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Single Gene Mutation Linked to Development of Type II Diabetes

By BiotechDaily International staff writers
Posted on 14 Jan 2014
Image: A mouse pancreatic islet as seen by light microscopy. Beta cells can be recognized by the green insulin staining (Photo courtesy of Wikimedia Commons).
Image: A mouse pancreatic islet as seen by light microscopy. Beta cells can be recognized by the green insulin staining (Photo courtesy of Wikimedia Commons).
Diabetes researchers working with a genetically engineered mouse model have identified a mutation in a single gene that has potential for being a therapeutic target for type II diabetes.

Type II diabetes, which is characterized by disruption in the activity of pancreatic beta-cells with subsequent loss of sensitivity to insulin, affects more than 366 million people worldwide and can cause serious complications including cardiovascular disease, kidney failure, loss of limbs, and blindness.

Investigators at the University of Illinois Chicago College of Medicine (USA) had shown previously that the IG20/MADD (MAP kinase-activating death domain protein) gene was linked to beta-cell function in an unknown fashion.

To study this linkage further, the investigators genetically engineered a line of mice that lacked the MADD gene in their insulin-producing beta cells. Results published in the December 30, 2013, online edition of the journal Diabetes revealed that these animals displayed the hyperglycemia and glucose intolerance associated with reduced and delayed glucose-induced insulin production. Beta cells from these animals were able to process insulin normally, but had increased insulin accumulation and showed a severe defect in glucose-induced insulin release.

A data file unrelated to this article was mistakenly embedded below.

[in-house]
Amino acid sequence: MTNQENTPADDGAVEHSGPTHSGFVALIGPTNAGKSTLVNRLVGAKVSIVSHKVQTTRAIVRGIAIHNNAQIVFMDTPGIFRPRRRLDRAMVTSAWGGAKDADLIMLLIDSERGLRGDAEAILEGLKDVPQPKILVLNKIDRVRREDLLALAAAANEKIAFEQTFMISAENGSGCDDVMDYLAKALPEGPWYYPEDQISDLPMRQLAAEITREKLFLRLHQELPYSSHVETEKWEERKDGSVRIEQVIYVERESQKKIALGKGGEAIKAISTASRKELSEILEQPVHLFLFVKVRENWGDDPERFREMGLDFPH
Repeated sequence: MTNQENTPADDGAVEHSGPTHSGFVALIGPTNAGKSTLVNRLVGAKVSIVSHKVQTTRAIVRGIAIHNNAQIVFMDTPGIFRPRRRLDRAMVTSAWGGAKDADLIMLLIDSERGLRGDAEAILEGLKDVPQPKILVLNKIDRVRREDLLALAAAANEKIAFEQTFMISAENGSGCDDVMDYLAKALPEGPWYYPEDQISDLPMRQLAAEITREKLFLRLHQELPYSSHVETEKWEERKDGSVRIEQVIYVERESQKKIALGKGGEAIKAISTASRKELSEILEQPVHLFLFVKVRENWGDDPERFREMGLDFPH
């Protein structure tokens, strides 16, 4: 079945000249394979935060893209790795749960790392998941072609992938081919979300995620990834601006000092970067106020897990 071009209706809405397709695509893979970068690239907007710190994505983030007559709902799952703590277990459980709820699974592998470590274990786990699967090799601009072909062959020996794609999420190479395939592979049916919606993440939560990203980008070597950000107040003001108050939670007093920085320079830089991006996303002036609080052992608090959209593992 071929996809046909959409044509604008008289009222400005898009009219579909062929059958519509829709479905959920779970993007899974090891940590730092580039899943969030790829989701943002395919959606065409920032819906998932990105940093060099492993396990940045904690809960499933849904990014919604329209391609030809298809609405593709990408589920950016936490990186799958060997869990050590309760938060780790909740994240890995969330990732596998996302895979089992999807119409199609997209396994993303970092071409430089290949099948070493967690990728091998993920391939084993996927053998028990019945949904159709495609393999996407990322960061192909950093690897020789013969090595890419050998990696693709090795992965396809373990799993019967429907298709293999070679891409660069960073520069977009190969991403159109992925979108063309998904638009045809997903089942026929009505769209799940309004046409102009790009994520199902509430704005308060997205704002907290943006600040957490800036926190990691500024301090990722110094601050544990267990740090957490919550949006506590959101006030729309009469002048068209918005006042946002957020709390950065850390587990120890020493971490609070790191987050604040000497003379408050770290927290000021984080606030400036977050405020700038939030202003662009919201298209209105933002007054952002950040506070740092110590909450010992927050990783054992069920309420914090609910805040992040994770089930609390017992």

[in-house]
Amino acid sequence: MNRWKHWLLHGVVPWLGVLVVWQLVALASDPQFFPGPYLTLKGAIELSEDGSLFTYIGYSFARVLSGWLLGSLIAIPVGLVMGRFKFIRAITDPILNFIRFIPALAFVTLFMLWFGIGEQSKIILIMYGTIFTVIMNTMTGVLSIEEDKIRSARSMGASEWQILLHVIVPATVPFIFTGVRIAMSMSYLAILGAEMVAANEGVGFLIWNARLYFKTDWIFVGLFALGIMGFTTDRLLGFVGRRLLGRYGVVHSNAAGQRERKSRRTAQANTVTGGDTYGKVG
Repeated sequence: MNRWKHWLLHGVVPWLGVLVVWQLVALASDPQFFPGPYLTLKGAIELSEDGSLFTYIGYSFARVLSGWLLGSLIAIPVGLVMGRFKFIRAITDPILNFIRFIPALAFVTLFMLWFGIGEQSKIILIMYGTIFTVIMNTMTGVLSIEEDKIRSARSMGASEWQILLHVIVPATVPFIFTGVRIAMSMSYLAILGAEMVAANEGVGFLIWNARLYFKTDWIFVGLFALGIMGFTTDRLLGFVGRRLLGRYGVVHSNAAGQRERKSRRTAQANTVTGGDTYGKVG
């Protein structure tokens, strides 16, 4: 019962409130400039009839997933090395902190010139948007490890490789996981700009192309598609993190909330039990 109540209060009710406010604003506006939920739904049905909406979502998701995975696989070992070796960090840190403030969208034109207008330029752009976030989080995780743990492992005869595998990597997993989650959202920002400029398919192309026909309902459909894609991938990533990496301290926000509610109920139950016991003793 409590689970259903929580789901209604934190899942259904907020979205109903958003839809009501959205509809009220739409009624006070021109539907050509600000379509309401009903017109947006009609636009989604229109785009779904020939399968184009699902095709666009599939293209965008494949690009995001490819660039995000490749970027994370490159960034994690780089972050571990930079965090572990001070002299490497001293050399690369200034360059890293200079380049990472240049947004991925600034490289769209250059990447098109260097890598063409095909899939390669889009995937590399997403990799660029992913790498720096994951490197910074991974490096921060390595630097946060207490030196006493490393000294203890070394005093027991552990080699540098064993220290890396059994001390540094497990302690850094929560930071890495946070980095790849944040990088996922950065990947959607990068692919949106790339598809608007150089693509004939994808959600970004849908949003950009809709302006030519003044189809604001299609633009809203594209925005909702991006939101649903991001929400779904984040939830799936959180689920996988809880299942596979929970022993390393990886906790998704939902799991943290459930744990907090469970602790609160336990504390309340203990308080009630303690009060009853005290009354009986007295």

These findings indicated that IG20/MADD played a critical role in glucose-induced insulin release from beta cells and its functional disruption could cause type II diabetes.

Referring to the genetically engineered mice, senior author Dr. Bellur S. Prabhakar, professor of microbiology and immunology at the University of Illinois Chicago College of Medicine, said that, “We did not see any insulin resistance in their cells, but it was clear that the beta-cells were not functioning properly. Examination of the beta cells revealed that they were packed with insulin. The cells were producing plenty of insulin; they just were not secreting it. If a drug that allows for the secretion of insulin in MADD-deficient beta cells works to reverse the deficits associated with a defective MADD gene in the beta cells of our model mice, it may have potential for treating people with this mutation who have an insulin-secretion defect and/or type II diabetes.”

Related Links:

University of Illinois Chicago College of Medicine



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